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A Methodology Towards Security Effectiveness for Critical Infrastructure and Dependent Resources Open Access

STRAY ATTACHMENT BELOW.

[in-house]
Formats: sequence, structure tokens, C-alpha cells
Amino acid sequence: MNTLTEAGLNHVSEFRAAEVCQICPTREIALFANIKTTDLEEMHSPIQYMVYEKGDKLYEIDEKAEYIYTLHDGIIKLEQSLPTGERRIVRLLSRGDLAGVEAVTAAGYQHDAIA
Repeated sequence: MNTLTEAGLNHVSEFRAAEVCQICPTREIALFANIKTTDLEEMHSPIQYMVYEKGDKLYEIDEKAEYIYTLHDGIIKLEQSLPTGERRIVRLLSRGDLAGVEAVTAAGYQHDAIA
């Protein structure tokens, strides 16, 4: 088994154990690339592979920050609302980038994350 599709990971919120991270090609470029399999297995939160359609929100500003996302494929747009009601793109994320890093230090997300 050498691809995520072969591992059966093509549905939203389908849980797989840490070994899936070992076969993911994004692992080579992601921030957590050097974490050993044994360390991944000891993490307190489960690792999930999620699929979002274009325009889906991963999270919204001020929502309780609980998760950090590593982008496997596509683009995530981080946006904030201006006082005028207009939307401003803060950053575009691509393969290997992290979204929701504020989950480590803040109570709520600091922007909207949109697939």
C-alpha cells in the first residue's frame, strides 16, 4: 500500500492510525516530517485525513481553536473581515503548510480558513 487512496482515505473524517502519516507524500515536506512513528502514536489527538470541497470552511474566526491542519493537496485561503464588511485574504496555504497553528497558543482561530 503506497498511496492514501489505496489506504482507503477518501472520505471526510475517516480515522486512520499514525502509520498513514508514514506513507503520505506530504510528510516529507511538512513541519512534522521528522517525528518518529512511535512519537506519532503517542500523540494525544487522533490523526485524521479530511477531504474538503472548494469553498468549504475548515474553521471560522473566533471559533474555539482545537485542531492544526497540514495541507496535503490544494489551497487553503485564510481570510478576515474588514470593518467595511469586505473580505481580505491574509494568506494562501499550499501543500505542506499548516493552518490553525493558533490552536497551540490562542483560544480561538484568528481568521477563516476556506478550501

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A successful Denial of Service (DoS) attack on a Critical Infrastructure (CI) can indirectly have devastating and irreversible effects to those that depend on its services. The mere possibility that physical destruction or loss of human life can result (indirectly) from a successful attack on a CI gives reason to re-assess the effectiveness of security measures in place to protect and provide resiliency. Although existing literature describe numerous approaches to CI interdependency analyses, it does not sufficiently identify or address a method to dynamically (through scenario analysis) and proactively evaluate and quantify the relative effectiveness of implemented and/or proposed security measures against multi-order cascading effects given a CI disruption. To address the persistent challenge of protecting CIs and maintaining the essential services that they provide, a method to evaluate security effectiveness with an operational framework is offered to assist proactive, scenario-based interdependency analysis of CI Protection and Resiliency (CIP/R). This methodology is provided for CI owners and stakeholders to evaluate their posture and ultimately make provisions for a more proactive response before potential disaster. The Bayesian Approach to Security Effectiveness through metrics, modeling and decision-making (BASE m2d) conceptual framework was developed by this research to address this pervasive problem. Specifically, this research illustrates the framework by examining multi-order effects on hospital operations, thereby assessing the likelihood of impact to a patient’s health given a successful cyber or physical (natural or man-made) attack on a dependent CI. A survey was provided to medical professionals at 10 different hospitals to help identify current risk management processes used by the medical professionals to understand, assess, and validate patient impact given DoS to a dependent CI (Power, Water, and Communications). The probabilistic Bayesian module allowed for a scenario-based, what-if impact analysis, given limited available data. This research revealed, despite the known dependence on CIs, no standardized metrics or processes are used to assess patient impact for risk mitigation given a DoS. Also noted was a lack of general preparedness, training, and methods of sharing information in the event of a DoS on a dependent CI. Consequently, the findings of this research resulted in a hybrid, hierarchical, multi-dimensional approach grounded in systems engineering principles.

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